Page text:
Emmy‐Award winning TV producer recounts lessons learned during student employment.
“Think about your time here not just as a job but as a paid internship in the lessons of life,” Emmy‐Award winning TV producer Jen Nickels, BJ ’05, urged at a rally for about 400 MizzouRec student employees Aug. 24.
“My experiences, the people I met, the things I learned [from working at MizzouRec] have defined me as much or more than my degree,” she said.
While a journalism student at the University of Missouri, Nickels logged four years as a member of Team Mizzou, the MizzouRec student staff training and development program. During that time, she provided administrative support to senior leadership, wrote press releases, helped plan events and eventually produced a documentary to commemorate the opening of the renovated and expanded Student Recreation Complex in 2005.
“At first it was just a job,” Nickels said. But as she fielded questions from MizzouRec professional staff, she realized “it was just as important to my managers that I learn from this experience and that I grow from it.”
In an interview after the rally, Nickels credited the Missouri School of Journalism for giving her the tools and strong foundation to succeed as a journalist. But she says experiences outside the classroom — including Team Mizzou, Greek Life and student government — prepared her to balance life and work in the real world, while also allowing her to observe different styles of leadership up close.
“You can’t teach poise, you can’t teach confidence,” Nickels said. “You learn that from watching other people.”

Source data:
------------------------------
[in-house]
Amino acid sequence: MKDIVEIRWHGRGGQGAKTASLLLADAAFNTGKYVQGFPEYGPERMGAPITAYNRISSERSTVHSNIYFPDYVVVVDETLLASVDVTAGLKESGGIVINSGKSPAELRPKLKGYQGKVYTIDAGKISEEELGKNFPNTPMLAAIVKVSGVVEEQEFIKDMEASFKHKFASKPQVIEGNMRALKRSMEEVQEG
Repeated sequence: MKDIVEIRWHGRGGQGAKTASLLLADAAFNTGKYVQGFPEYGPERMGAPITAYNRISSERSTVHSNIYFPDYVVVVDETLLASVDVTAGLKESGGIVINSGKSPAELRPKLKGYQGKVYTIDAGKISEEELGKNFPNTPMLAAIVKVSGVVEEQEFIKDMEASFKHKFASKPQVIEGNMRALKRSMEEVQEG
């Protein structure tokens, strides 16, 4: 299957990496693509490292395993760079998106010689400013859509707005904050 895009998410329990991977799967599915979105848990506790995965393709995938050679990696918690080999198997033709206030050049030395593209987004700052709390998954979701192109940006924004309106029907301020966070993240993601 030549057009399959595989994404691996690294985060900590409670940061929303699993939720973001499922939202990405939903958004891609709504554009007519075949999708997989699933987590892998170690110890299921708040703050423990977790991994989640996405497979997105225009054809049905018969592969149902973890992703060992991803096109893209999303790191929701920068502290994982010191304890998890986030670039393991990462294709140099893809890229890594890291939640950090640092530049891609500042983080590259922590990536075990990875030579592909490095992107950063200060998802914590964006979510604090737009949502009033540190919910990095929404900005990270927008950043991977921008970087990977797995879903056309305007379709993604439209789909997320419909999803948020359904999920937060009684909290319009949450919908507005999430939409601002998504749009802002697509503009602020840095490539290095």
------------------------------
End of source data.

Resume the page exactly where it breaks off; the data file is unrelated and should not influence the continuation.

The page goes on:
In the latter part of her employment, Nickels worked closely with MizzouRec Director Diane Dahlmann. More than a manager, Dahlmann became a mentor and friend. Most important, Nickels said, is that “she trusted me. When you are 22 years old and someone trusts your ideas, initiative … it made me feel empowered and ‘adult.’ ”
Upon graduating in 2005, Nickels took the lessons she learned — conflict management, time management, creativity and confidence — and applied them as a producer in a Cincinnati newsroom. After only two years on the job, she was promoted to morning executive producer at age 25. Five years later, she moved to Cleveland, where she crossed paths with fellow Tiger Russ Mitchell, BJ ’82.
Both received Emmy Awards in June 2014 for their work covering the news of three Cleveland kidnapping victims found alive May 6, 2013.
“When I look at the Emmy, I remember what it was like to be in the control room and see the story unfold,” Nickels said. The journalists saw “many unforgettable things that never made the air,” she reflected.
Nickels’ team chose to focus on the positive. “What I’m most proud of, what made us stand out, is that we focused on, ‘They are alive, and it’s a miracle.’ ”
It wasn’t until a couple of days later, when she was able to go home and decompress, that the tears came. “You can’t help but be swept up in the emotion of the story,” Nickels said. “Stories like that make us all human.”
Now a nightside senior executive producer for Wave 3 News in Louisville, Kentucky, Nickels displays her Emmy next to a stone from Rothwell Gymnasium. It’s a reminder of lessons learned where she least expected it.
“The stone is a reminder of the foundation I built here at Mizzou, the confidence I developed here that enabled me to walk into a top newsroom in the country and succeed,” Nickels said in closing at the Team Mizzou Rally. “But it’s also a reminder of the people who helped me build it. The people who believed in me, who pushed me to be my best, my fellow Team Mizzou members and some of the leaders in this room today.”